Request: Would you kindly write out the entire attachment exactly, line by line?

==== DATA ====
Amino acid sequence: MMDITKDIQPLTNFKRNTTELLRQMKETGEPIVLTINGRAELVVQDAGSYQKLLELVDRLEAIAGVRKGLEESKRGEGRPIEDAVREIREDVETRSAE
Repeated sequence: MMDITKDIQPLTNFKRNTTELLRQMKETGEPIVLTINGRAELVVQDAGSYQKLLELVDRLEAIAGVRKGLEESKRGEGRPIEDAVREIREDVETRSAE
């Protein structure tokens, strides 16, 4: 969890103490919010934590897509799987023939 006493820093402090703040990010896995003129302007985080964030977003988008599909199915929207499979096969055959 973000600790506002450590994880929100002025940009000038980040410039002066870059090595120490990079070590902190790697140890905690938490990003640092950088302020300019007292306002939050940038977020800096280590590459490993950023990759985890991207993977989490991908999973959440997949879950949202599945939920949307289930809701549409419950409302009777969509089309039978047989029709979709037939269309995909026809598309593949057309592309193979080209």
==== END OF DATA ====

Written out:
Amino acid sequence: MMDITKDIQPLTNFKRNTTELLRQMKETGEPIVLTINGRAELVVQDAGSYQKLLELVDRLEAIAGVRKGLEESKRGEGRPIEDAVREIREDVETRSAE
Repeated sequence: MMDITKDIQPLTNFKRNTTELLRQMKETGEPIVLTINGRAELVVQDAGSYQKLLELVDRLEAIAGVRKGLEESKRGEGRPIEDAVREIREDVETRSAE
């Protein structure tokens, strides 16, 4: 969890103490919010934590897509799987023939 006493820093402090703040990010896995003129302007985080964030977003988008599909199915929207499979096969055959 973000600790506002450590994880929100002025940009000038980040410039002066870059090595120490990079070590902190790697140890905690938490990003640092950088302020300019007292306002939050940038977020800096280590590459490993950023990759985890991207993977989490991908999973959440997949879950949202599945939920949307289930809701549409419950409302009777969509089309039978047989029709979709037939269309995909026809598309593949057309592309193979080209």